# Solving the LeetCode Problem Palindrome Number

For this blog I’ll be solving another popular algorithm problem from LeetCode, Palindrome Number. Note that this problem will be solved in JavaScript! I’ll also be demonstrating three ways in which we can solve this problem.

The question is asking us to return `true` if the number is a palindrome. A palindrome is a number that when you reverse it, it’s still the same number. By going over the examples, I also realized that if the input is a negative number (-101) then the boolean value in return should be `false`. So let’s begin!

## Using Built-In Methods:

Here are the built-in methods that we can use to solve the first step which is reversing the number:

In the picture above, I created a variable `newNum` that’s going to represent the reversed number. I used `.toString()` to convert `num` into a string. I then used `.split(‘’)` to convert the string into an array of strings. After that, I used `.reverse()` to reverse the elements inside of the array. Finally, I used `.join(‘’)` to convert all of the elements inside of the array into a string (the opposite of what `.split(‘’)` does). For more info on these built in methods, make sure to check out the resources section below!

Although `newNum` is now a reversed version of `num`, `newNum` is still a string. Since the input needs to be an integer, I decided to create a variable `parsedNumber` that converts `newNum` into an integer. Since the question is only asking for a boolean value, we can compare `parsedNumber` and `num` by using a triple equal sign (`===`). Here’s the solution:

There’s another way we can solve this without having to convert `newNum` into an integer. We can also have a shorter solution like this:

The only difference is that instead of converting `newNum` into an integer, I compared both `num` and `newNum` using a double equal sign (`==`). For more info on double equal signs, make sure to check out the resources section below!

The problem with these two solutions is that we may not know the time and space complexities of these built-in methods. It’s great how the solution is only two lines of code, but that’s not always the right way! I believe it’s also great to show that you can solve these problems without using built-in methods. That’s why I’ll also show one more solution that doesn’t use built-in methods.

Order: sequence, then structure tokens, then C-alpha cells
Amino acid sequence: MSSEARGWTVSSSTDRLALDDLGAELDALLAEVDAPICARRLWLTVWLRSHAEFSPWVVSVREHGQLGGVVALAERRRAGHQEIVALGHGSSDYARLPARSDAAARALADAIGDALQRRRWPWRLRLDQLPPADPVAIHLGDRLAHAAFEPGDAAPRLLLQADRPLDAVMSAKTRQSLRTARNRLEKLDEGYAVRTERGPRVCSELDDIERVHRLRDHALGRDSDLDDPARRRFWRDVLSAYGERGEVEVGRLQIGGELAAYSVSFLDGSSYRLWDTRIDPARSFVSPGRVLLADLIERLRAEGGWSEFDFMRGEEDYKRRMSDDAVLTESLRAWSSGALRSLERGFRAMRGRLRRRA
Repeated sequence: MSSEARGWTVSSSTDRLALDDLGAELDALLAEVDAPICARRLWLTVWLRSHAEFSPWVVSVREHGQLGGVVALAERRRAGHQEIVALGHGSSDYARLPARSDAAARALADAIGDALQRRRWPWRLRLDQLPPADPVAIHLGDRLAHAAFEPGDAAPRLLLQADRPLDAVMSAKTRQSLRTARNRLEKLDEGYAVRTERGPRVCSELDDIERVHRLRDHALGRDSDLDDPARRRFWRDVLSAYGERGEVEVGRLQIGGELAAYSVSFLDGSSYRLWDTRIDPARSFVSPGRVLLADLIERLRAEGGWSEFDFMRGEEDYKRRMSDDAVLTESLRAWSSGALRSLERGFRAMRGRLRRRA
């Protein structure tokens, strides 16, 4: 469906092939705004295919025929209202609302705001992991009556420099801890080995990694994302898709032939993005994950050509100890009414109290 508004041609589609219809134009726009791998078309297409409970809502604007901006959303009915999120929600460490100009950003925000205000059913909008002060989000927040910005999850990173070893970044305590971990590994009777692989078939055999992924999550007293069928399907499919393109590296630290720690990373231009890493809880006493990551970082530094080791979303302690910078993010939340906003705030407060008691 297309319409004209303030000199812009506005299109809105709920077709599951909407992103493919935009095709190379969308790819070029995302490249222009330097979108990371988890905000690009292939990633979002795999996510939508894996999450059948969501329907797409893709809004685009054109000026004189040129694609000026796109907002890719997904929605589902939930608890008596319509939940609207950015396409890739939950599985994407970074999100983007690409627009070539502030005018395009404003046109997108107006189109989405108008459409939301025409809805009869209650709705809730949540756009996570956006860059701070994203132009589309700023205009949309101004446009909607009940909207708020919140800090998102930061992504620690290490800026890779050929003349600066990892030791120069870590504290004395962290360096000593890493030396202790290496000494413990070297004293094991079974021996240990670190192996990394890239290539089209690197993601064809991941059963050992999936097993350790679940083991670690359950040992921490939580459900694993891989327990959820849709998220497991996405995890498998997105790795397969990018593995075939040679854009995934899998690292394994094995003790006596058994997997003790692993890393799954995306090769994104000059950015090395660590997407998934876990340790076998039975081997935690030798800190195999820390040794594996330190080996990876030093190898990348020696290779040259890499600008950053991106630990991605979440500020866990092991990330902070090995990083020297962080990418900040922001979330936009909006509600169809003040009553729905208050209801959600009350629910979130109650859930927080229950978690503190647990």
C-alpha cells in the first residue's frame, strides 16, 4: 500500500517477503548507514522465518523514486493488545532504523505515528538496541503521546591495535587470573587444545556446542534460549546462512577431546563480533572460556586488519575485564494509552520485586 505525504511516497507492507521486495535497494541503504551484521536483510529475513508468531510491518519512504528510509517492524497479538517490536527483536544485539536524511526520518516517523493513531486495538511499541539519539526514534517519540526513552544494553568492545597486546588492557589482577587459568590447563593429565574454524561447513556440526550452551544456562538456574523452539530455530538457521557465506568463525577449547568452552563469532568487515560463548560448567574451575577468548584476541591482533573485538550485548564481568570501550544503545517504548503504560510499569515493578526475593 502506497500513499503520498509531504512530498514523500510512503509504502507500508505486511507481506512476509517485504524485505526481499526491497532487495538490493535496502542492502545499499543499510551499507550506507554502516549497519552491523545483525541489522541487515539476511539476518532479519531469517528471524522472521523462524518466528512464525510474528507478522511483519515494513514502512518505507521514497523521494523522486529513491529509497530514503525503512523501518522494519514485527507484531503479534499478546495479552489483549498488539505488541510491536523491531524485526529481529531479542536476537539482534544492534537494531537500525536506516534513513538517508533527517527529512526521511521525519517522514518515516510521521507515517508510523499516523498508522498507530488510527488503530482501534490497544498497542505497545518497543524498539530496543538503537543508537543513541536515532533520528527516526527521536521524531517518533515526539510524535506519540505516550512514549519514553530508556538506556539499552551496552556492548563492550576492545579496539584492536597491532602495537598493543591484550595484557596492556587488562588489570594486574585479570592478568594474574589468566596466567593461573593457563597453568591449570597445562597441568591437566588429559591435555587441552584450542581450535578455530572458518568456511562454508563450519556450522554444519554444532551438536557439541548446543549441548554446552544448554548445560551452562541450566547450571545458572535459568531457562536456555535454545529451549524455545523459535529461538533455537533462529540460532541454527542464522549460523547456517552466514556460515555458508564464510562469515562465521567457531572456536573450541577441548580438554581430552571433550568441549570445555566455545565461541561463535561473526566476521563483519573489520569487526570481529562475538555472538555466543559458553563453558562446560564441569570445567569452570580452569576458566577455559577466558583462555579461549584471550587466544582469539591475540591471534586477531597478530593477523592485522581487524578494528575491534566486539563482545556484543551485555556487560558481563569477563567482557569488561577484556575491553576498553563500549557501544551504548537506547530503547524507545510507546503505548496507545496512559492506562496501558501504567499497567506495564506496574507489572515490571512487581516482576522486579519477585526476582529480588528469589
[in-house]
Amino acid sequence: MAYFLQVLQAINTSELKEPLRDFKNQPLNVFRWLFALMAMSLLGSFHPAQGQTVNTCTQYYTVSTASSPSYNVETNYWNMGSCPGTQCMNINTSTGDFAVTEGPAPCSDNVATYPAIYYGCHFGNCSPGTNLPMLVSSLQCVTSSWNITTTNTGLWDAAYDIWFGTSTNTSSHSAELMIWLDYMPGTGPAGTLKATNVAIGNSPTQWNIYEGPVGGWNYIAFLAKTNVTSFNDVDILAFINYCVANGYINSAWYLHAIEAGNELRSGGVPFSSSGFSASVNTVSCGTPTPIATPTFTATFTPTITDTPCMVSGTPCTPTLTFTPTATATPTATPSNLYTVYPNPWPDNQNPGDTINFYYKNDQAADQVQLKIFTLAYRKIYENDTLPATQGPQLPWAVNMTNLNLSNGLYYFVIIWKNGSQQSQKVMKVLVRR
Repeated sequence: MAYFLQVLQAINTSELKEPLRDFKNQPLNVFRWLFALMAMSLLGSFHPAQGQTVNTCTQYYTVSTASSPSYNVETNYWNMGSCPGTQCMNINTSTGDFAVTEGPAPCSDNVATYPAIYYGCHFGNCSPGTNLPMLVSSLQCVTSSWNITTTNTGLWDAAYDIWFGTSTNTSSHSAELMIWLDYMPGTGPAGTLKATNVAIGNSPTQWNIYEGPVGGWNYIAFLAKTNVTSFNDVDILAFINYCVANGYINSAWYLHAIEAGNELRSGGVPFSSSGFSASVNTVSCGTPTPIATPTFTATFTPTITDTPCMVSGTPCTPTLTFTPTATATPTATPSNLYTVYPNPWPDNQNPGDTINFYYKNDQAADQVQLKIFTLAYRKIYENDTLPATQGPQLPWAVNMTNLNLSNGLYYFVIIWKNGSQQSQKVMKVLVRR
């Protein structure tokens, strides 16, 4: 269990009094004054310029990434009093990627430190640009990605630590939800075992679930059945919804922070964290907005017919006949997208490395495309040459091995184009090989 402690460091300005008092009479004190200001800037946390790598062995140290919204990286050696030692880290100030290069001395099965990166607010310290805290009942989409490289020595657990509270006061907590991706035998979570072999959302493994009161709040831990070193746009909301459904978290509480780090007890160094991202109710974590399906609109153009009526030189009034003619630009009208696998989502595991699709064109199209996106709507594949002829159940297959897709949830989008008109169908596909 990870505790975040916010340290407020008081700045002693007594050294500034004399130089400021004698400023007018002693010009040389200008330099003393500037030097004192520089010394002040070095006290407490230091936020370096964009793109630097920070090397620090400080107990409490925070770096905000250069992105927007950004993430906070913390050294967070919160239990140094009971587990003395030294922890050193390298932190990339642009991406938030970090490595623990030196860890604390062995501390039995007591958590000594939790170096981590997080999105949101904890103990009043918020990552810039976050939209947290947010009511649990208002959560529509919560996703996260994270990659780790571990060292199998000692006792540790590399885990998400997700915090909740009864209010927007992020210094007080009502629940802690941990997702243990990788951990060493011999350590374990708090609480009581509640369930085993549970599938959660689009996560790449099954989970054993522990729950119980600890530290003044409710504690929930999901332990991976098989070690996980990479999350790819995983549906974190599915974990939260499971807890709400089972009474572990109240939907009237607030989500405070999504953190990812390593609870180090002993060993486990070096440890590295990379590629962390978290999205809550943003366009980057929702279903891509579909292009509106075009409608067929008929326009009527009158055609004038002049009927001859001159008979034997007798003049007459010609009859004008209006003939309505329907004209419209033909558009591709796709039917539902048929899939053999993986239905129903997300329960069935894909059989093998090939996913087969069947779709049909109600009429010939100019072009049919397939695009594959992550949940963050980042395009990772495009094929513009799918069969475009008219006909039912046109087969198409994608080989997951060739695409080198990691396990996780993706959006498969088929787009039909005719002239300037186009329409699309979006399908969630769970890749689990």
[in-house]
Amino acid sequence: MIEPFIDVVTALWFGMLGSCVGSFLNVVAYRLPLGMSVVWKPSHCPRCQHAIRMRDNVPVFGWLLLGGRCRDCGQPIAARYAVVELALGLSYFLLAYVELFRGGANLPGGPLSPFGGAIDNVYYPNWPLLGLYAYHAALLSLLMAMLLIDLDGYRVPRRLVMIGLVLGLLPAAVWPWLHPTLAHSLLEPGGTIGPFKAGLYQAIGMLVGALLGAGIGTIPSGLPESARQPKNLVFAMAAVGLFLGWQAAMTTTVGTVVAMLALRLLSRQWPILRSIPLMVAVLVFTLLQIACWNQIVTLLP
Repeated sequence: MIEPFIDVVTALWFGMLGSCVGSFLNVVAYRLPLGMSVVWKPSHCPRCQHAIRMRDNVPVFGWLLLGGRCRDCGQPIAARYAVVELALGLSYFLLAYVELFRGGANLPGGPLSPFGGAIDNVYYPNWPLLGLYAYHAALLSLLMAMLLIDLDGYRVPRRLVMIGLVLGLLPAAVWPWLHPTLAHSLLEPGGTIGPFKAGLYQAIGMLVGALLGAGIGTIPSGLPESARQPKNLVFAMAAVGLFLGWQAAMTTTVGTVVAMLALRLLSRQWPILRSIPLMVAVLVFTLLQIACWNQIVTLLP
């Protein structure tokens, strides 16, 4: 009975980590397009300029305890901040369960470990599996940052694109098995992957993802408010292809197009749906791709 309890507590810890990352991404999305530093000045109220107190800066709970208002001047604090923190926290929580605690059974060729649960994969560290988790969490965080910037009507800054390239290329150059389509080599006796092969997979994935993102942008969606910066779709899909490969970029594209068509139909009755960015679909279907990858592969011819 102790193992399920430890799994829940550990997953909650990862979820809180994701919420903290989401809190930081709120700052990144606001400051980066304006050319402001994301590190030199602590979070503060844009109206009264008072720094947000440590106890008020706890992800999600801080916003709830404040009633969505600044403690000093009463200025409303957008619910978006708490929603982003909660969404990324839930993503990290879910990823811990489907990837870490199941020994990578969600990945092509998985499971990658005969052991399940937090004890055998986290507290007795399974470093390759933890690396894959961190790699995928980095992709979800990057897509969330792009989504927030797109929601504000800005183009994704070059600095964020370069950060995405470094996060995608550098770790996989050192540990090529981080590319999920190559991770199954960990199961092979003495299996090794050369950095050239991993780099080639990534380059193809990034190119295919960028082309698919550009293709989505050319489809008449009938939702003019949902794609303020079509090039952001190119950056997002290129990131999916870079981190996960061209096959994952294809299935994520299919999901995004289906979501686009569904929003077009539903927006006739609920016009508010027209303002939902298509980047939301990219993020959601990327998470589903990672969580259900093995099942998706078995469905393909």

## Not Built-In Methods:

I’m aware that I need to have a variable that represents the reversed number. So I created a variable `reversed` that at the moment will be equal to zero. Similar to the solution with the built-in methods, I would like to also compare `reversed` with another number so that I can get a boolean value. That’s why I created a variable `original` which will be equal to `num`.

After this step, we need to create some form of loop that would iterate over `num` and also reverse it. For this example, I’m going to use a `while` loop! Here’s what the code looks like so far:

On `line 34`, I’m changing the value of `reversed` and now setting it equal to `0 * 10 + num % 10`. I placed the zero because that’s what `reversed` is at the moment (`line 29`). Since this is happening inside of a `while` loop and `num`is currently -11, the value of `reversed` will be dependent on the input of our choice. For example, since I’m using -11 as my input, this is how `line 34` really looks like, `0 * 10 + (-11) % 10`. `reversed` is now equal to -1. It doesn’t stop there because `num` is now -1 which means that the loop will continue. So this is what `line 34 `looks like now, `-1 * 10 + (-1) % 10` and `reversed` is now equal to -11. `Line 39` is making sure that `num` equals to 0 when the `while` loop finishes reversing `num`. In this case, `reversed` and the input (-11) are equal to each which means that the boolean value that’s going to be returned should be `true`. As mentioned in the beginning of this blog, negative numbers should return `false`! One way to fix this is by creating an `if` statement that returns `false` if `reversed` is a negative number. Here’s the full solution: